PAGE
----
Let's say I'm riding a stationary bike with a power meter. It measures my power as 200W and I workout for 10 minutes. This is a total work of 120 J or 28.7 Cal. Now is that how many calories I've "burned", period? Does heart rate, age, sex, weight, temperature, etc affect this?


Now is that how many calories I've "burned", period?

The short answer to your question is No. Other factors do play a part in how many calories you burn during exercise. Since calculating the exact amount is somewhat difficult, researchers have published tables of energy expenditure for common activities. The energy expenditure is typically expressed in METS for some of the tables. The tables are not an exact measurement of the expenditure for physical activity, but, rather a way to classify physical activity by METS. In the Compendium of physical activities: classification of energy costs of human physical activities (Department of Epidemiology and Biostatistics, Department of Exercise Science, School of Public Health, University of South Carolina), the researchers indicated that the amount of energy expended for weight bearing exercises was…

“…higher among heavier individuals than indicated by the Compendium’s MET intensities. For these individuals, use of the MET intensities in the Compendium would underestimate the actual energy cost of weight bearing activity. The opposite pattern would be observed for non-weight-bearing activities.”

Additionally, they stated that…

“Similar observations may apply to individuals who differ in age, cardiorespiratory fitness levels, and mechanical efficiency and when activities are performed in varied geographic and environmental conditions.”

So, the take away from this type of research would indicate that there are other factors that come into play when determining the energy expenditure of an activity. These include…

“…differences in body mass, adiposity, age, sex, efficiency of movement, geographic and environmental conditions.”

  • So would the physical work being done be the minimum theoretical calories burned, where the actual calories burned will depend on mass, age, sex, etc (always some amount above the theoretical calories based on the actual thermodynamic work performed)?
    – Mark
    Sep 25 '15 at 17:04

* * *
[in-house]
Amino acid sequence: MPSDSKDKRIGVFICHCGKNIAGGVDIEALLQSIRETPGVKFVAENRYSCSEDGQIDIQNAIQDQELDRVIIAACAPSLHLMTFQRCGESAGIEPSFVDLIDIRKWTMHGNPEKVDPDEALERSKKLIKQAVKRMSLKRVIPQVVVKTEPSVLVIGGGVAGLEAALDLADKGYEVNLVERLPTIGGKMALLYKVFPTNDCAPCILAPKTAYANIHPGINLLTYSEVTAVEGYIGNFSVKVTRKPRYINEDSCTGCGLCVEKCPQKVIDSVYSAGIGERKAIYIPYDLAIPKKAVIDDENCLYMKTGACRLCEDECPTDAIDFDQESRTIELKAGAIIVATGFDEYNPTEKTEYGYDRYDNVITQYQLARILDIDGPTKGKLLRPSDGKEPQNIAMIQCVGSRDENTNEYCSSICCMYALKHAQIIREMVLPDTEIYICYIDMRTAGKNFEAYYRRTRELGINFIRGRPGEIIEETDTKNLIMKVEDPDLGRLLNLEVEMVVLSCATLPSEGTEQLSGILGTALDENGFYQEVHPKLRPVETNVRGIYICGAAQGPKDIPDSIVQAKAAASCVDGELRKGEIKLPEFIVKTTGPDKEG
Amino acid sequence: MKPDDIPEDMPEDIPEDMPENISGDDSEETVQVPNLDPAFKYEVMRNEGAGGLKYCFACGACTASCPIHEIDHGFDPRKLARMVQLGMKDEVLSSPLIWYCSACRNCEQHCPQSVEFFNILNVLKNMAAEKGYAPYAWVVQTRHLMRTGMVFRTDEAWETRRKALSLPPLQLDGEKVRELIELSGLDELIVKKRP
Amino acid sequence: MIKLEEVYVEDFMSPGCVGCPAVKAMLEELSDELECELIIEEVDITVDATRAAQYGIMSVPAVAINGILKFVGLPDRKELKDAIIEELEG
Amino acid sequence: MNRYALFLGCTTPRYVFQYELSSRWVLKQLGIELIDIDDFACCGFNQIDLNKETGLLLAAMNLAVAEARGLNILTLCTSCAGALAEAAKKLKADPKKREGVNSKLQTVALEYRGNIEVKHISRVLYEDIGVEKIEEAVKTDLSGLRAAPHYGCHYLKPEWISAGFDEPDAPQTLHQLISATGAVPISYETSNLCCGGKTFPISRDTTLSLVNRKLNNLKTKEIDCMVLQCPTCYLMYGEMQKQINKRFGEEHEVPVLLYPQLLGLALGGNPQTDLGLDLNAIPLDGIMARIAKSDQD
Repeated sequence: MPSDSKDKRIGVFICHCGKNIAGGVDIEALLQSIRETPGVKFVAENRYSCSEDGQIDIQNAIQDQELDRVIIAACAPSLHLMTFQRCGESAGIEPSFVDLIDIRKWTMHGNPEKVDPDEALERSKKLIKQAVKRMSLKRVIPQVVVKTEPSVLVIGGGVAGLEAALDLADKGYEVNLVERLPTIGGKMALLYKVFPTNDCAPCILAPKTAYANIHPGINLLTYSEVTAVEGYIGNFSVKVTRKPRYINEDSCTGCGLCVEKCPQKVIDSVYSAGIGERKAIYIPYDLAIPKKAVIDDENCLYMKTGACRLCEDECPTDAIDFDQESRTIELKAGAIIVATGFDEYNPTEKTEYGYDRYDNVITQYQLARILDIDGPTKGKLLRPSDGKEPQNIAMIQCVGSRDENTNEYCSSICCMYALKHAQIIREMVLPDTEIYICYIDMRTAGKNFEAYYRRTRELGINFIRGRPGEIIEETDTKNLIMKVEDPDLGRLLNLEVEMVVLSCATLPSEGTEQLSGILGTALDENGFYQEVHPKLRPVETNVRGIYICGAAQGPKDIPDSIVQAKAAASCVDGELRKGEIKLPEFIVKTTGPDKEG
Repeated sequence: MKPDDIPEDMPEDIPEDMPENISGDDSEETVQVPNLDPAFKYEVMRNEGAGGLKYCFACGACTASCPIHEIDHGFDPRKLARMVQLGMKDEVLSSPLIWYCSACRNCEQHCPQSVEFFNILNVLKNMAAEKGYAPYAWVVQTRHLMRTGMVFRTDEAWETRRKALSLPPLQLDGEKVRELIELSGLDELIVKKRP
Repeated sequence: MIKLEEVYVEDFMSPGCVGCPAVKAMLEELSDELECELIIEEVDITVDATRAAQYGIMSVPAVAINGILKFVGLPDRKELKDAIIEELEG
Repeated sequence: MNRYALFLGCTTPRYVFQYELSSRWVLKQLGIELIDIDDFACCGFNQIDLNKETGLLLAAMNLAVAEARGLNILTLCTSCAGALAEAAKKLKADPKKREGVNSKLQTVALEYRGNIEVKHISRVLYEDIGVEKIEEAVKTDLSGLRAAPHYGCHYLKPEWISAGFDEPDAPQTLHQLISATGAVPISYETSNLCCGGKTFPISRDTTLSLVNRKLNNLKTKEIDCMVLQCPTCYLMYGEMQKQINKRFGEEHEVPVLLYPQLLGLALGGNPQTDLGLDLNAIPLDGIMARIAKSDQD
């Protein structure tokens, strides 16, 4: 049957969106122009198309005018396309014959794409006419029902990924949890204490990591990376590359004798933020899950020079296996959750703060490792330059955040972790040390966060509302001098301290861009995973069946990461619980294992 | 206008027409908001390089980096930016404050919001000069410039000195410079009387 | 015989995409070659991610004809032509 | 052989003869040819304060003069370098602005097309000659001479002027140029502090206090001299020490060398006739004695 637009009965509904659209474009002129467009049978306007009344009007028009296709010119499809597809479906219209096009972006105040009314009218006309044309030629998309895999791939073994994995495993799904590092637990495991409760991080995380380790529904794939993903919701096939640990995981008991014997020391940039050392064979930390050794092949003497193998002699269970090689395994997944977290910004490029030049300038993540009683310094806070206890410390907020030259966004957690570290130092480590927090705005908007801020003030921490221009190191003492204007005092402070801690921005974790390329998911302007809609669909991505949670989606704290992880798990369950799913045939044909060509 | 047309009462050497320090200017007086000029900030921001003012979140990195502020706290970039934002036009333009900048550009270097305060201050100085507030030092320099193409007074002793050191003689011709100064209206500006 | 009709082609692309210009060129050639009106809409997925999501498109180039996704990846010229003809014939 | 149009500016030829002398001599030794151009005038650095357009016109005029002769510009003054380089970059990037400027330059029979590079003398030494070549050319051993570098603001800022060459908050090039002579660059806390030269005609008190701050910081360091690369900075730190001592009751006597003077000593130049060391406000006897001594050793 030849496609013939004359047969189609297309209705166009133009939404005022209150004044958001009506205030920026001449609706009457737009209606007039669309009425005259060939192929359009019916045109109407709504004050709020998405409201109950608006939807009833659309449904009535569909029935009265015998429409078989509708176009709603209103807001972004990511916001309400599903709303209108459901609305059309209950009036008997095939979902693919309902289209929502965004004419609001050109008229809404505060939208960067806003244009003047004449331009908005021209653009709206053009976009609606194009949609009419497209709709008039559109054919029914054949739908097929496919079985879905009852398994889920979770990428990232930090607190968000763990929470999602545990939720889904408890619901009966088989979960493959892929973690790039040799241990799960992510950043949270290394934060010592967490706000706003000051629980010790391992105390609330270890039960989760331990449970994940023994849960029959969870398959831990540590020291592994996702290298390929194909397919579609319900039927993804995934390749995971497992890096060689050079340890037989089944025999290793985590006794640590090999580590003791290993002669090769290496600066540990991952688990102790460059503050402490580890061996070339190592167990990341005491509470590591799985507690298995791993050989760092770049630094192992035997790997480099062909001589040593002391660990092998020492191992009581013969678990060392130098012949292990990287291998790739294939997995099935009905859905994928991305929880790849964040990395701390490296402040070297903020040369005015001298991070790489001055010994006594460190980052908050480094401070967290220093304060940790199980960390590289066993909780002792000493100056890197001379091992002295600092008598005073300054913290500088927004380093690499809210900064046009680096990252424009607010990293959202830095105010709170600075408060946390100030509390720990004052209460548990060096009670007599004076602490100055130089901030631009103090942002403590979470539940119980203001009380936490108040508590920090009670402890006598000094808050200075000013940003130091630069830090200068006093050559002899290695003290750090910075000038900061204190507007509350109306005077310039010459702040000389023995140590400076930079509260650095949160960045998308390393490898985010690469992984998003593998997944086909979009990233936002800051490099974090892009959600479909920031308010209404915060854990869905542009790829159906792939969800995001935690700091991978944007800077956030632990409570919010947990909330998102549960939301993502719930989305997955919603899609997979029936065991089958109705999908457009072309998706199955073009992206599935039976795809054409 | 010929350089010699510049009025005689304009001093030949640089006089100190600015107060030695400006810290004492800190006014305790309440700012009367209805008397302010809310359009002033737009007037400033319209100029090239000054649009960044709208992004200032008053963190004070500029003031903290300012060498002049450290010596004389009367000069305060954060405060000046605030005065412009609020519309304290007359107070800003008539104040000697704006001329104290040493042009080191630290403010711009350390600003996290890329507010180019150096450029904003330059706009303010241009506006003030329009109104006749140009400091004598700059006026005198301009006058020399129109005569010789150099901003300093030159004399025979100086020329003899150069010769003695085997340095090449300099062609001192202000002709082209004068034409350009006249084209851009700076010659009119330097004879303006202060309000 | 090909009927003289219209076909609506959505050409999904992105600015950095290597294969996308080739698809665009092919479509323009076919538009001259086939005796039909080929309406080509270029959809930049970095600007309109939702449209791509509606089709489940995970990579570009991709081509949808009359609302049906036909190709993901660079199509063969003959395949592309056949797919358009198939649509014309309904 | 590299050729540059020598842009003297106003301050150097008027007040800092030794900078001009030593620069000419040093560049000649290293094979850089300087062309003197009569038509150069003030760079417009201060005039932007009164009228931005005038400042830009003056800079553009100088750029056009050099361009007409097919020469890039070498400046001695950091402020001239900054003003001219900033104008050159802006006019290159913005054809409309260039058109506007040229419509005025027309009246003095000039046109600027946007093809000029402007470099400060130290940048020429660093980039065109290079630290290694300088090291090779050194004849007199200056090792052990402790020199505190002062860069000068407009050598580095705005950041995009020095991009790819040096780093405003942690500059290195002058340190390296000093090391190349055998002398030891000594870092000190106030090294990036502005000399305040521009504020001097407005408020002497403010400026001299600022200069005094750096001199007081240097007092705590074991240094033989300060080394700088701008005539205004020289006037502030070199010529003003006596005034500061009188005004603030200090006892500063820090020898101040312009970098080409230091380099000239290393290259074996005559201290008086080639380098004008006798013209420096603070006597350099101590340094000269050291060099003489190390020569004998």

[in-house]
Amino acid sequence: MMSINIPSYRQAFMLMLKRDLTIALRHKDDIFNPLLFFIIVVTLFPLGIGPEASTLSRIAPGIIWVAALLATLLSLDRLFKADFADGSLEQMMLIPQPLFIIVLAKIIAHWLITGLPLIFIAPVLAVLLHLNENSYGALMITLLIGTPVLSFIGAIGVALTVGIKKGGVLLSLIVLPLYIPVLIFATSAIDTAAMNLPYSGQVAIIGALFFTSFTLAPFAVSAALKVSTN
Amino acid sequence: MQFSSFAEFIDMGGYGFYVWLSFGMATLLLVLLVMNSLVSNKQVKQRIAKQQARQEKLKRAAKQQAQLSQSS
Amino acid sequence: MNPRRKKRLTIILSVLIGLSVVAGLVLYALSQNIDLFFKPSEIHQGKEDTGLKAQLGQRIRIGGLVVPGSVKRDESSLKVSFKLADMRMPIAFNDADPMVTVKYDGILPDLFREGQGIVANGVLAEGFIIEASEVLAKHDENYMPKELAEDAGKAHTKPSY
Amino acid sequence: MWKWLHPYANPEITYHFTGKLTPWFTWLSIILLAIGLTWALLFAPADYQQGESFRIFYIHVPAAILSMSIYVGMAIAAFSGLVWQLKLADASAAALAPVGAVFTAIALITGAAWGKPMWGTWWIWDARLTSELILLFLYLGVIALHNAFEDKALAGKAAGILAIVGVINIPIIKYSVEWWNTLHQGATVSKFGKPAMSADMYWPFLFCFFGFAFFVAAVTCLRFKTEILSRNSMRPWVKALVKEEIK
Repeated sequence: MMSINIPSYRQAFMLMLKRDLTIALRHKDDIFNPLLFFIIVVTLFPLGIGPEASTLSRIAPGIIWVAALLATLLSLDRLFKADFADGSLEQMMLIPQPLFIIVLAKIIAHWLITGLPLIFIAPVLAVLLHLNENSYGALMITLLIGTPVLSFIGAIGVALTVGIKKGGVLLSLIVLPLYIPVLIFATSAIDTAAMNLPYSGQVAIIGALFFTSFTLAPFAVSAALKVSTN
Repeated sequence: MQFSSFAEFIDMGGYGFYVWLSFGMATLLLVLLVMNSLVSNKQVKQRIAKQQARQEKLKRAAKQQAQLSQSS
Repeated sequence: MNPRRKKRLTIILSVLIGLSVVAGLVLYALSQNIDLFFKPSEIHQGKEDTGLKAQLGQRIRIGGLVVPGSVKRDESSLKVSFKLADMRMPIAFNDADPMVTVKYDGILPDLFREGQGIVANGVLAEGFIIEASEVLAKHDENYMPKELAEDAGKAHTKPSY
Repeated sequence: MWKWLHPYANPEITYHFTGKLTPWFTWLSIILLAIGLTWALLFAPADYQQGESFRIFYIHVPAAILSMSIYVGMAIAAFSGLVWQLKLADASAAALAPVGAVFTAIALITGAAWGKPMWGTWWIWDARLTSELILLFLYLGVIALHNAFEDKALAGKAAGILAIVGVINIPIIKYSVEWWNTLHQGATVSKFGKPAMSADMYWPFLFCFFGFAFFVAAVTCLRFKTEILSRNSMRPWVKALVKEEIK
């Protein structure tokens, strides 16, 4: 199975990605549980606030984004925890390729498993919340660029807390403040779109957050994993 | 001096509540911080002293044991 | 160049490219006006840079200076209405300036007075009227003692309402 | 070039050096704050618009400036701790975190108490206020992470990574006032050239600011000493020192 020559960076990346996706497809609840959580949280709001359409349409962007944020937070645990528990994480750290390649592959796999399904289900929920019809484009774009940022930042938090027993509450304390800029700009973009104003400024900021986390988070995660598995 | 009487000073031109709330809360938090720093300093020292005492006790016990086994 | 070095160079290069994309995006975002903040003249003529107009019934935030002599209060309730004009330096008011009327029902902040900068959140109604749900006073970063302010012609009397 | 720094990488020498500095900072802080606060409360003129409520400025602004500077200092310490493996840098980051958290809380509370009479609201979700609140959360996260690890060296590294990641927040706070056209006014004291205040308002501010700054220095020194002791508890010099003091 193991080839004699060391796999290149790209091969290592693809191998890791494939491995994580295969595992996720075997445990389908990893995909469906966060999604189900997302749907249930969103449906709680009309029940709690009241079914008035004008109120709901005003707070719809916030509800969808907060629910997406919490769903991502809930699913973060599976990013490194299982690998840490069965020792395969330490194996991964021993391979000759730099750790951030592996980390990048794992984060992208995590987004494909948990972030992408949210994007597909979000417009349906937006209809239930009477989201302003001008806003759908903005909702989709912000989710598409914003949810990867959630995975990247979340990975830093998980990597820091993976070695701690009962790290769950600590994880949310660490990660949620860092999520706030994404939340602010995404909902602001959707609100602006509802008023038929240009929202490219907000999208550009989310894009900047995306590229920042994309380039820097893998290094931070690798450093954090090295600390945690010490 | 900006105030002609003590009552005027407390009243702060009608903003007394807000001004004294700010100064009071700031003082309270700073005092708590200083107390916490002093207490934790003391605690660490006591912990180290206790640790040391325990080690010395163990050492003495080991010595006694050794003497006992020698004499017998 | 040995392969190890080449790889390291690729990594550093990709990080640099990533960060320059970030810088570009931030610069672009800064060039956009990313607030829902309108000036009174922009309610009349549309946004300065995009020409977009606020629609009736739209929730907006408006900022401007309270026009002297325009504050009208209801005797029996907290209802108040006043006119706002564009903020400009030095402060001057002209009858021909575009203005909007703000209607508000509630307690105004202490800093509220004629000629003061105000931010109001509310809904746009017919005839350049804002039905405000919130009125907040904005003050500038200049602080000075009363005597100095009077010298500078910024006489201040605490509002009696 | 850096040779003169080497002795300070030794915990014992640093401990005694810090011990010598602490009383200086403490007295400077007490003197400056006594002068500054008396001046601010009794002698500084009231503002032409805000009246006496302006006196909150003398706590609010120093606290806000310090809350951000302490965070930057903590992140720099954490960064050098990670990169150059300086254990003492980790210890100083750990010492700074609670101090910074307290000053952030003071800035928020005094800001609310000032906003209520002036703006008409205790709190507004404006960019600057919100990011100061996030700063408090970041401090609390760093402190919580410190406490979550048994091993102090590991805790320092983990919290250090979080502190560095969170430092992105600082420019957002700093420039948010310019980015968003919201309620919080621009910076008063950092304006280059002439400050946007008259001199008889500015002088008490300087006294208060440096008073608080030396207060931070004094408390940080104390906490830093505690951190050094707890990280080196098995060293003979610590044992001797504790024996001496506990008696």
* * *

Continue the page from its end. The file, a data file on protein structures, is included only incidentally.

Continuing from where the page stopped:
• If you're referring to what the exercise machine is reporting for metrics, I would not rely on it for the simple fact that the machine has no idea of the physical makeup of the person using it. At best, in my opinion, the machine provides a guesstimate of the work performed. As I said, it's difficult to come up with an exact number. That's why there are 'tables' of physical activity to consult.
    – rrirower
    Sep 25 '15 at 17:33
  • No I mean the actual work performed, like you'd calculate in physics.
    – Mark
    Sep 25 '15 at 22:36

Calories burned are directly correlated to heart rate, which on its own, is directly correlated to a bunch of different factors as the ones you mentioned (age, sex, weight, physical shape of the individual).

To illustrate this, imagine a young, female and very small marathon runner, jogging for 10 minutes at a very slow pace around the block. She isn't going to be very tired and will barely make a sweat. Now think of a very obese, older man who hasn't done any exercise in decades trying to do the same thing. He will burn way more calories than her, since (1) he's much bigger and the energy required to move his whole body from point A to point B is higher and (2) he's so out of shape that the littlest exercise will get his heart racing.

  • 2
    No. Nowhere in the MET's calculations, nor calculations to get calories burned from MET's is there a factor for heart rate. MET's are derived from oxygen consumption, and used in the equation MET x weight x time = calories burned. Give your marathon runner a bunch of caffeine that raises her HR by 50%. That doesn't mean she is now burning 50% more calories.
    – JohnP
    Sep 25 '15 at 14:40

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